Over 400 Future Health Sciences Professionals Graduate Touro University's School of Health Sciences

Eleven Outstanding Practitioners Receive Prestigious Maimonides Award

June 17, 2024
Eleven students in caps and gowns holding their awards.
The School of Health Sciences selected eleven outstanding practitioners-in-training to receive prestigious Maimonides Awards.

Touro University School of Health Sciences awarded over 400 hundred graduate degrees at a lively commencement ceremony held on June 4, at the Tilles Center for the Performing Arts in Brookville, NY. Students earned bachelor’s, master’s, and doctoral level degrees in a range of fields including physician assistant, speech and language pathology, nursing, physical therapy, occupational therapy, industrial-organizational psychology, general psychology, clinical mental health counseling, and applied behavioral analysis. Eleven stellar students were selected to receive the prestigious Maimonides Award for demonstrating the highest professional ideals of a practitioner of the health sciences.

“Graduates, today we celebrate your achievements, perseverance, and resilience as you embark on your professional careers in the health sciences field. As you move forward on your chosen career path, always remember how proud the faculty and staff at the School of Health Sciences are of you and how deeply invested we are in your success,” said Dr. Steven Lorenzet, dean of the School of Health Sciences.

Maimonides Award Winners

Ever since her child was helped by an occupational therapist, Chaya Henig has dreamed of becoming an OT herself and giving back to others who are navigating similar challenges. “I knew that I couldn’t be the only parent who struggled with finding the right help for their child, so I was happy to share the research I’ve found along the way, and even created a platform filled with online resources, books, and OT practices that can enhance the level of care provided,” said Henig.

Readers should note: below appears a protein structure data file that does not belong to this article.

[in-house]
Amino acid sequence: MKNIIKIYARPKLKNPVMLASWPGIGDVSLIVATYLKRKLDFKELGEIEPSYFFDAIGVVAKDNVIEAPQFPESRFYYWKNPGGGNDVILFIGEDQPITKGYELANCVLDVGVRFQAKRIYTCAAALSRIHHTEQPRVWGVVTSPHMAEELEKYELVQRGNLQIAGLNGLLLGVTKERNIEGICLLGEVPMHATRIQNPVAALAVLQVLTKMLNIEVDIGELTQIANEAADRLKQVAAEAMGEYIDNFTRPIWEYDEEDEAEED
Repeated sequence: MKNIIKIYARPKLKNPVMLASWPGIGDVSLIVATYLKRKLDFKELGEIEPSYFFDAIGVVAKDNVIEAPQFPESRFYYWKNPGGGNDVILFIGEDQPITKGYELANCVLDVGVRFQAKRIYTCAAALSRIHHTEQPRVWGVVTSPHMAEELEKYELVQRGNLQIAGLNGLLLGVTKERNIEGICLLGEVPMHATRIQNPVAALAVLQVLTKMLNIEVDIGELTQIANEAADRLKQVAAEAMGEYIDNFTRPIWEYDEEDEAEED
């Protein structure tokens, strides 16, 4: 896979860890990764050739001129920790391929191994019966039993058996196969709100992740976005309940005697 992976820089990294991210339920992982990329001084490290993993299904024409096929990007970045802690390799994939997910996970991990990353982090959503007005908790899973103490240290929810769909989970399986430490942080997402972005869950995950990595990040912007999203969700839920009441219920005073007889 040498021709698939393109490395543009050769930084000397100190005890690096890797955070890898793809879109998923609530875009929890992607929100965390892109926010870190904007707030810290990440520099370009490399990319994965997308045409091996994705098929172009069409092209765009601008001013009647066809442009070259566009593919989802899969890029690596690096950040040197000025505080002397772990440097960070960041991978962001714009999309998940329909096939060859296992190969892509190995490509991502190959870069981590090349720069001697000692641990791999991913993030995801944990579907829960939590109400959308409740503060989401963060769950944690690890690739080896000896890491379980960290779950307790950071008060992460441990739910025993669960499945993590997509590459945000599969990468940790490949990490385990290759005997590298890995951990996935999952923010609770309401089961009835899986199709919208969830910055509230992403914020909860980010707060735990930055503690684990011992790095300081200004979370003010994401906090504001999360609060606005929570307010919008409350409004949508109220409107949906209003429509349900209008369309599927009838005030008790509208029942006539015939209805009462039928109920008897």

Currently working at the sensory gym where she completed her Touro fieldwork, Henig evaluates children for a wide range of skills including emotional/behavioral, cognitive, visual motor, fine motor, and gross motor skills and creates individualized treatment goals and plans for which she collaborates with parents.

“The Touro School of Health Sciences provided me with a rich educational foundation that I leverage daily. My dream is to run a private practice serving the pediatric and adult populations, and to continue to educate schools and parents about an array of sensory needs so that issues can be identified and addressed early on, which can have a positive impact on a child for their lifetime,” said Henig.

The other Maimonides award recipients were Christopher Auguste of the occupational therapy program; Jack Nowak and Jan Isaac Ortega of the physical therapy program; Alice Zinger of the speech and language pathology program; Hailey Sturek of the nursing program; Kurt Kaczmar of the physician assistant program; Yehudit Mokhtar of the Nassau University Medical Center physician assistant program; Zahava Hurwitz of the clinical mental health counseling program; Allison Maron of the industrial-organizational psychology program; and Kimberly Colichio—Pluhowski of the behavior analysis program.

Speakers Address an Energetic Crowd

Keynote speaker Dr. Dan Rootenberg, a Touro alum turned entrepreneur who co-founded SPEAR, a top physical therapy and occupational therapy practice, shared that his father had suddenly passed away from a brain aneurysm while in college. This tragic event forced him to grow up overnight, while his love for the sport of baseball and a positive mindset helped him through the aftermath. Eventually, he was accepted into Touro's physical therapy program and years later, he co-founded SPEAR, aiming to combine clinical excellence with great customer service.

“Understand the value and power of positive thinking, and always trust your intuition as a leader’s judgment and ability to make tough decisions are vital to your continued success. There is so much potential each of you holds in your head, your heart, and in your hands. Thousands of people will benefit from the skills you have. When you get your first job, remember to connect with the person in front of you before working on their diagnosis. Dream big, you literally can accomplish anything you put your mind to and are willing to sacrifice for,” said Dr. Rootenberg.

Ian Fraser, a student speaker representing the industrial-organizational psychology program, spoke about how all the graduates at the commencement ceremony share one commonality—"they’re all helpers.” We will soon be “entering fields that provide services meant specifically to help people, and it brings me incredible joy to see so many helpers gathered here and poised to make the world a better place,” Fraser said.